All that contact within the context of a big but closed group will have its consequences. My confidence in my own ability to interpret nuances in communication was regularly tested. I think I did okay but still spent some of the time wondering what the heck was happening around me. If stumped for what to do I would just smile and let others respond in whatever way was best for them.

Exposure to others also mutated my mannerisms. Ever since the United Nations Tertiary Youth Conference I attended (aged 18) I have experienced this phenomenon. At IV I acted like an exuberant and verbose chorister two thirds my age and of another gender!

I also started to lose my ability to make decisions and process information independently. On returning to Sydney following camp I found basic things like interpreting shopping centre maps more difficult than had I travelled there alone. It was as if a week of consulting leaders or following the crowd had dampened personal autonomy. I wonder if this is just me or if it has implications for the political nature of closed and homogenous communities.

There were tensions and confusions and mixed messages and all that is to be expected of IV. I would go further and say that all those things are to be expected of life but that the IV setting will tend to concentrate them just as it concentrates the fun and fulfilment of human interactions. It is something I will do in future but possibly I will be better at pacing things and choosing between rest and recreation than I was this time.

Update: I have indexed my seven IVs as of 2013 in this post.

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  • I'm curious that you felt you were acting like someone of the opposite gender. How do you think female choristers act differently from male choristers?
    I always find it amusing that the stereotype divide in choral circles seems to be more pronounced between the higher and lower parts than between the sexes: the self-centred show-off tenors and sops (guilty as charged) vs the pedestrian yet friendly and sex-obsessed altos and basses (no comment). Especially amusing is how people play up to these stereotypes even if they're bisectional!
    IV seems to make everyone more exuberant and verbose. Also more touchy-feely, more open (to experiences and to telling others about experiences), and generally less inhibited. I suspect some of my good friends from IV would be rather disappointed if they met me in another context.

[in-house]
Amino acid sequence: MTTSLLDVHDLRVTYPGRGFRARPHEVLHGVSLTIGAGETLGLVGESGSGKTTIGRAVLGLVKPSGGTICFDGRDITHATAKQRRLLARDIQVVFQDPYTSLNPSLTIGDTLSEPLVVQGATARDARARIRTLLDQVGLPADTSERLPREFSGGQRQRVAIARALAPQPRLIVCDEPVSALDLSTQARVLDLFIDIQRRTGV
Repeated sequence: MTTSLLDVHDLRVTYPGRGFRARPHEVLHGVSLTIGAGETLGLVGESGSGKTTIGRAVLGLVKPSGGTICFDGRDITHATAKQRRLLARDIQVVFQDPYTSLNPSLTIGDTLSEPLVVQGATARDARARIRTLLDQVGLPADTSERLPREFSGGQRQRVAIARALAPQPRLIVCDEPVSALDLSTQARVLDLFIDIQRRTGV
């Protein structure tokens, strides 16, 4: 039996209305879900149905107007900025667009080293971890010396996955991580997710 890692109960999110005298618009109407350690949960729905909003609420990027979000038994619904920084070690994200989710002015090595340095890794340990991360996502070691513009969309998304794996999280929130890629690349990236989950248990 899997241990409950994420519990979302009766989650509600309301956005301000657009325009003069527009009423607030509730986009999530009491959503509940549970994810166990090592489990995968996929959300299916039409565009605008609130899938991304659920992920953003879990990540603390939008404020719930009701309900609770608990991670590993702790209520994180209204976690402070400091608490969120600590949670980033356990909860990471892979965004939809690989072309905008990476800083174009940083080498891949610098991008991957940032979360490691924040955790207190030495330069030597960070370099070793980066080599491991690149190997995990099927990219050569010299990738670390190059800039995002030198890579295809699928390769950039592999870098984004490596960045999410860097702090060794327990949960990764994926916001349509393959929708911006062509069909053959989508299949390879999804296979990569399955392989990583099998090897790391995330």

This time I think I spent too much time sleeping and not enough time fulfilling the spirit. Sure I wasn't physically wrecked by the end of the week like I was after BIV - but I have fewer memories to carry me through the next 18 months till Hobart *sigh*. And I was grumpy anyway from dealing with everyone else's sleep-deprived over-emotional-ness, so next time maybe I won't bother being sensible :o)

    By Anonymous Anonymous, At 01 February, 2008  

  • Well I am playing with notions of culturally-conditioned gender here rather than biological sex. A person may be inclined to be giggly and bouncy but there is more acceptance of them exhibiting that if they are a woman than if they are a man. It was those kinds of things I was thinking of.

    I tend to find the stereotypes of the four parts even more useless than those of gender. And yet we do play along to them (as we do for gender roles). Hmmm... I think I am too eccentric to be pedestrian... too reserved to be consistently freindly... and as for sex-obsessed - nobody saw me do anything much...

    Naturally I overdid it more than you because it was all still pretty new and exciting for me. Mind you I must have done some things right as I am still lurgy-free.

    The shifting of durations between IVs is a bit disconcerting. There was only six months between my 'sampling' of BIV and my full immersion in SIV but now it will be eighteen months till HIV. There will just have to be more local fun and more impromptu interstate visiting to compensate.

    By Blogger Daniel, At 01 February, 2008